Here are just a few fascinating facts about this case (at least they are being reported as “facts” at this current time):
(1) Though the smugglers have been identified in the press as “Japanese nationals” there has yet to be any confirmation if the smugglers were indeed Japanese or of some other ethnicity. How difficult is it to confirm the ethnicity of the smugglers and why is this information being kept secret?
(2) According to a brief Bloomberg article regarding this story, the seized bearer bonds allegedly were dated as of 1934. Since bearer bonds in denominations of $500 million did not exist in 1934, the bonds were deduced as fake, though the Italian police are still waiting for a declaration regarding the bonds’ authenticity from the SEC. There is something truly “off” about this declaration. How can the quality of the forged bearer bonds be so meticulous that they “are undistinguishable from the real ones”, yet the people involved in the alleged forgery so ill-informed as to not date the bearer bonds with a more recent year that would not immediately identify them as fraudulent? How hard would it have been to date the bearer bonds with a more recent year? An equivalent analogy would be if an expert art forger meticulously re-created a Picasso oil canvass and then erroneously signed the work with the wrong artist’s name. This story just does not add up.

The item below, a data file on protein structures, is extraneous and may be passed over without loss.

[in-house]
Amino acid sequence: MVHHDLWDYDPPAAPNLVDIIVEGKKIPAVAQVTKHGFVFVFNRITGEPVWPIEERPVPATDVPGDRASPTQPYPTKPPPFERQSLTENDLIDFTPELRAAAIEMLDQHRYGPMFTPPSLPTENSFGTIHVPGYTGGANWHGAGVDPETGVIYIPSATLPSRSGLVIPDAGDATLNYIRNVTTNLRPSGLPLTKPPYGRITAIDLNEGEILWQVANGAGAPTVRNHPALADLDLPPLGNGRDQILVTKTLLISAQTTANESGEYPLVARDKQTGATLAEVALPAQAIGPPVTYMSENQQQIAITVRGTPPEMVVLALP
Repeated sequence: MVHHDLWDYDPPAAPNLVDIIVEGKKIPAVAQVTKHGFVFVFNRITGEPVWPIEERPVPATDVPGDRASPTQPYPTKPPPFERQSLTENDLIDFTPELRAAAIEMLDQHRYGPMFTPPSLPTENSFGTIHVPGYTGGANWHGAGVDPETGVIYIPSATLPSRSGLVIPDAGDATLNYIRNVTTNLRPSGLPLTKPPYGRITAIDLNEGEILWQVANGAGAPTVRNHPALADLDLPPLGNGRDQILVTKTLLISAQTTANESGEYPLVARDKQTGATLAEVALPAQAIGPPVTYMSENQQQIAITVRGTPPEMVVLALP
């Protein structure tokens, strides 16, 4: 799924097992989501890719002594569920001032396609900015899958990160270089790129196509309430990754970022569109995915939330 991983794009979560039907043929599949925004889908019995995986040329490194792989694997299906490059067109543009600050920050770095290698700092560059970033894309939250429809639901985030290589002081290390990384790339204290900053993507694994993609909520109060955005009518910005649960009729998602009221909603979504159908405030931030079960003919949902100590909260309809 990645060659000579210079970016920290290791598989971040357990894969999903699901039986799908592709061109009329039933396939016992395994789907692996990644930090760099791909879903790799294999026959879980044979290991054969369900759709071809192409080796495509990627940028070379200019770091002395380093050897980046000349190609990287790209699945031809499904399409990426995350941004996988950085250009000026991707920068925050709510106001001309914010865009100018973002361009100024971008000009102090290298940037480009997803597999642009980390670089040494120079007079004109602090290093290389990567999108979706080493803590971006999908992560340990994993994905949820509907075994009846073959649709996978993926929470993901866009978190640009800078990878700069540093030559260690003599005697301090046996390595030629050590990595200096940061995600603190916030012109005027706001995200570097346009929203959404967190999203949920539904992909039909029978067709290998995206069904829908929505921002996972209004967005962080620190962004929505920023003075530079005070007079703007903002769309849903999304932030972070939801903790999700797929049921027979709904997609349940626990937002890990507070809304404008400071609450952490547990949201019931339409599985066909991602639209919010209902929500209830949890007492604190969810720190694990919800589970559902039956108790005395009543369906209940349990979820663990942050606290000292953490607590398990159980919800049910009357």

(3) The Bloomberg story also reported that there is no known existence of the alleged 10 Kennedy bonds that were discovered in the smuggler’s suitcases, each with a denomination of $1 billion. Again, this discovery defies any logical explanation. Why would expert counterfeiters make 249 bearer bonds with denominations of $500 million apiece, each undistinguishable from the real thing, and then instead of just making 20 more such bonds, decide to make 10 bonds in denominations of $1 billion a piece in a bearer bond design that has never existed? Were the alleged counterfeiters just too lazy to confirm if Kennedy bearer bonds were ever a legitimately issued security? Again, this story makes no sense.
(4) On March 30, 2009, the US Treasury Department announced that USD $134.5 billion remained in its Troubled Asset Relief Program (TARP). The stated amount of seized bearer bonds was $134.5 billion. Coincidence?
(5) The two well-dressed Japanese men opted to travel to Chiasso on a local train normally full of Italian manual laborers commuting to Switzerland. If they were really intent on successfully smuggling these bonds, counterfeit or real, why would they not take more care to select a travel route in which it was literally impossible for them not to stick out like two sore thumbs? Again, this part of the story defies all logic.
(6) The bearer bonds were discovered in a hidden briefcase compartment after a customs inspection. Again, if the bonds were indeed authentic and owned by a nation state, they could have been transported in a diplomatic pouch exempt from customs searches that would have guaranteed transport without detection.